Australian company Preau Sports has come up with a genius idea to incorporate new technology into the training of aspiring footballers across the globe. 

Their project ‘SmartGoals’ is a fun and innovative way of allowing technology to become an integral part of training sessions and player development from the grassroots level all the way up to clubs that are playing in the UEFA Champions League. 

‘SmartGoals’ are training cones that light up when sensors in and around the cone have been triggered. So when a player kicks a ball between two different cones, they will light up. 

This information can then be stored onto a cloud and then documented by the respective clubs to keep a close eye on player’s development and improvement over time. 

All information can be stored and viewed on the SmartGoals app which is the cherry on top of this revolutionary idea. 

With this technology now in the hands of some of the biggest clubs in Europe such as Ajax Amsterdam, it’s extremely safe to say that technology in football has arrived and if anyone has anything to say about it, it’s going to improve the quality of football and footballers to no end.

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Serie A Gets in on ESports with FIFA

A brand new ESports tournament is set to hit Europe after the Serie A, in combination with marketing partner Infront Media, launched a brand new tournament for the FIFA game series.

The FIFA series is widely regarded as one of the most popular sports titles of all time. Their latest game, FIFA 20, reached 10 million worldwide players in October of last year.

Over the years, FIFA has been a staple of many football fans gaming collection. Only recently has the game delved into the world of ESports.

FIFA and Electronic Arts (EA) first introduced competitive online play in 2009 with their first iteration of the online game mode, ‘Ultimate Team’. Gamers could select any players to play in their sides against another gamer in an online match, with the best players earning promotion to higher divisions.

In FIFA 17, EA began looking to ESports and a more serious approach for online gaming with the introduction of ‘Weekend League’. Here, players would build squads as per usual, except it wasn’t just promotion on the line. Gamers could obtain better players as a result of performing better than everyone else.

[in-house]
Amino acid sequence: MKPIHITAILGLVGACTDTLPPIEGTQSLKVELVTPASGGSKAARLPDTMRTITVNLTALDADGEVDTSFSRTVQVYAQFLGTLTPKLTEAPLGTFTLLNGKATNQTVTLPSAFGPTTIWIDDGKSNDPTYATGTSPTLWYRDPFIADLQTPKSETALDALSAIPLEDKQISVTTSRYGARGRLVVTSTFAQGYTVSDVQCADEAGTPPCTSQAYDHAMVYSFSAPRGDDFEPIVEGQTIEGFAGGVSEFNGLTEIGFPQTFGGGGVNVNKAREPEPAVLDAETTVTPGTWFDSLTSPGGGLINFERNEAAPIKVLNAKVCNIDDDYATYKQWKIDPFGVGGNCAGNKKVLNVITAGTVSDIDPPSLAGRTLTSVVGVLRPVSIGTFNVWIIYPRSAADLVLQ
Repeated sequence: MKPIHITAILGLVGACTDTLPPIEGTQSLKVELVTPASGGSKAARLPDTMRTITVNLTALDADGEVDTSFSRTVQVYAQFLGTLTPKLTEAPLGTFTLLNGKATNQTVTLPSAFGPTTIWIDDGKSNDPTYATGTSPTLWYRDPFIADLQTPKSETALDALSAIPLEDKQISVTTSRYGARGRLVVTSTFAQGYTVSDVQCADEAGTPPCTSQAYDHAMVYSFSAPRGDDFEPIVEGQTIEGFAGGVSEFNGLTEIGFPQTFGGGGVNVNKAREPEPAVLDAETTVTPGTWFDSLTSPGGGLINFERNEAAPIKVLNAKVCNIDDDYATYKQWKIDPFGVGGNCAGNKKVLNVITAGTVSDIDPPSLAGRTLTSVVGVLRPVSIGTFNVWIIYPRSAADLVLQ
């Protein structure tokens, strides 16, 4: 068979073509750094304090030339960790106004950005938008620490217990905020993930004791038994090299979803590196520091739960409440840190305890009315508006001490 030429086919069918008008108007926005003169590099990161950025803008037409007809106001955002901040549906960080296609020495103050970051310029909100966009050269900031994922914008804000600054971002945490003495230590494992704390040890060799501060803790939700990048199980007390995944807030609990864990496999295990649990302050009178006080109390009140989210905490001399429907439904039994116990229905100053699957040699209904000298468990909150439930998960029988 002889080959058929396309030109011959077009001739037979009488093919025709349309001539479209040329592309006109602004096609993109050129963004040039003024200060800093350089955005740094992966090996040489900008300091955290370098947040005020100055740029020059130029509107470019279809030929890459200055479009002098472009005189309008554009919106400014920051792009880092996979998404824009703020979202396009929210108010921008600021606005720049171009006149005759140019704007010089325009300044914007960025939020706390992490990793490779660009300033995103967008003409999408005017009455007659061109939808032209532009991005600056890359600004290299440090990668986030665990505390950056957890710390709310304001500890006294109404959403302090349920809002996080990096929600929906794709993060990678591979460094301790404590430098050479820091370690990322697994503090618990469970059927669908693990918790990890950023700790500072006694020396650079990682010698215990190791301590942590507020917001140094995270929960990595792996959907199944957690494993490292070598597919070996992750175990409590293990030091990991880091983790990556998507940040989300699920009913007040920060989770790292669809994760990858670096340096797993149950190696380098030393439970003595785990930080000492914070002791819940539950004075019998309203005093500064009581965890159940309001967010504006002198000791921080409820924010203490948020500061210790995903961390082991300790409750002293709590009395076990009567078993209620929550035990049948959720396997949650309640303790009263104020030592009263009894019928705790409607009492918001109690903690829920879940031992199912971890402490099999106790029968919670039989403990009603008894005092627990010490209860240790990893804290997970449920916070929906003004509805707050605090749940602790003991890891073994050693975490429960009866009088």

Very quickly, EA and FIFA saw the market’s need for a competition to separate the best from the very best and ESports’ collaboration with FIFA began.

The Premier League, MLS and our own A-League have since jumped on board and teams from all of those competitions have registered players to represent their respective clubs in ESports leagues and competitions.

Now, the Serie A has also seen the potential in ESports and a tournament has been launched.

Qualification for the sport is limited to participants who are aged 16 and over, are willing to represent a Serie A top flight club such as Juventus, Inter Milan and AS Roma and they must play on the PlayStation 4 console.

Luigi De Siervo, Serie A Chief Executive has this to say regarding the announcement of the tournament.

“ESports are a phenomenon in continuous growth and expansion and represent one of the key sectors of business in sport.”

“We have the great opportunity to involve an increasingly broad and cross-sectional target, thus bringing us closer to the new generations. All fans will now be able to follow a new championship and the best will be able to represent their favourite team by challenging themselves with their gamepads.”

The ESports competitions, particularly those based around FIFA, have generated copious amounts of attention on popular video sharing platform YouTube and online streaming service Twitch.

FIFA has become a very niche area for people with large areas of reach on the aforementioned websites. Many ‘YouTubers’ have begun playing professionally and have attracted large amounts of fans as a result of their online exploits.

Many of these fans attempt to follow in the footsteps of these professional gamers and as a result, the attention generated for ESports and especially FIFA has spiked ever since ‘Weekend League’ was born.

Online play in the tournament will begin on Monday and Tuesday, with a Grand Final set for May later this year.

 

Hyundai Gone as Major A-League Sponsor?